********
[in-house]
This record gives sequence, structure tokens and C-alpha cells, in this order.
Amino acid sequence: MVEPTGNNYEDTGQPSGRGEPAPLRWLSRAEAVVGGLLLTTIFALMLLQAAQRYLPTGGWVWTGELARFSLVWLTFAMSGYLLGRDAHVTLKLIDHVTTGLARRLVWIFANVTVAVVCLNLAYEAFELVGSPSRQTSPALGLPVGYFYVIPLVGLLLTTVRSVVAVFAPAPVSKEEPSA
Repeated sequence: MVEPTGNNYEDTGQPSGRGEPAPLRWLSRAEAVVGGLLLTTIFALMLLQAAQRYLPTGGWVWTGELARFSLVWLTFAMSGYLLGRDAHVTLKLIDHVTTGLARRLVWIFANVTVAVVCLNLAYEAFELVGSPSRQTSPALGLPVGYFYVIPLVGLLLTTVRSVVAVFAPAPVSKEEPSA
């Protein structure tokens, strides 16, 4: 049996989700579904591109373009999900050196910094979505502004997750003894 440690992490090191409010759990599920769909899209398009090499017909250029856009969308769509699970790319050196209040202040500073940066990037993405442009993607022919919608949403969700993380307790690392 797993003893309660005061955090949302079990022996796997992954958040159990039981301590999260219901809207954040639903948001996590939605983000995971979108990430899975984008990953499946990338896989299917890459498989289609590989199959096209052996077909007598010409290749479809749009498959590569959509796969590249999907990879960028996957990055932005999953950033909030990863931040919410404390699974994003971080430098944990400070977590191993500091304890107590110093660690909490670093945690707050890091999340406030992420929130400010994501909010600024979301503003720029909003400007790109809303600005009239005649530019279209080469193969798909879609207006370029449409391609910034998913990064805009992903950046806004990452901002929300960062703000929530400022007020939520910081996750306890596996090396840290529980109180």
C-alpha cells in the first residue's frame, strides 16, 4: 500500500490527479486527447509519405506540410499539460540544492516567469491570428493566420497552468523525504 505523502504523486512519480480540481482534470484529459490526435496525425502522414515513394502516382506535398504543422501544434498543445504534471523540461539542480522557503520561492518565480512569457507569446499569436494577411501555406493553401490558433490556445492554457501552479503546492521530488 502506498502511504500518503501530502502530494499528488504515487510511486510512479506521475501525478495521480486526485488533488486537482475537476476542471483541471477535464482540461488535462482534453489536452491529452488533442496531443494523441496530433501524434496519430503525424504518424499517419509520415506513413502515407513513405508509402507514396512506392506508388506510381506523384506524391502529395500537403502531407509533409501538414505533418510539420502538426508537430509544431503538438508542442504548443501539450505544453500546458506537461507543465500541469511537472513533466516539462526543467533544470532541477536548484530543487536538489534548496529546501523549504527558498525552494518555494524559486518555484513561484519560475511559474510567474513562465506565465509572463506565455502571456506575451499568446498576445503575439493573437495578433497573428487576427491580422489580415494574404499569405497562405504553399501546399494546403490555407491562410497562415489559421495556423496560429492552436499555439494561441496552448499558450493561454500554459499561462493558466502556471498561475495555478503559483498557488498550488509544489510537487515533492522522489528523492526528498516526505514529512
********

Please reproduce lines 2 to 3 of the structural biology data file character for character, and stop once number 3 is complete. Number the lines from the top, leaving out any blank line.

This record gives sequence, structure tokens and C-alpha cells, in this order.
Amino acid sequence: MVEPTGNNYEDTGQPSGRGEPAPLRWLSRAEAVVGGLLLTTIFALMLLQAAQRYLPTGGWVWTGELARFSLVWLTFAMSGYLLGRDAHVTLKLIDHVTTGLARRLVWIFANVTVAVVCLNLAYEAFELVGSPSRQTSPALGLPVGYFYVIPLVGLLLTTVRSVVAVFAPAPVSKEEPSA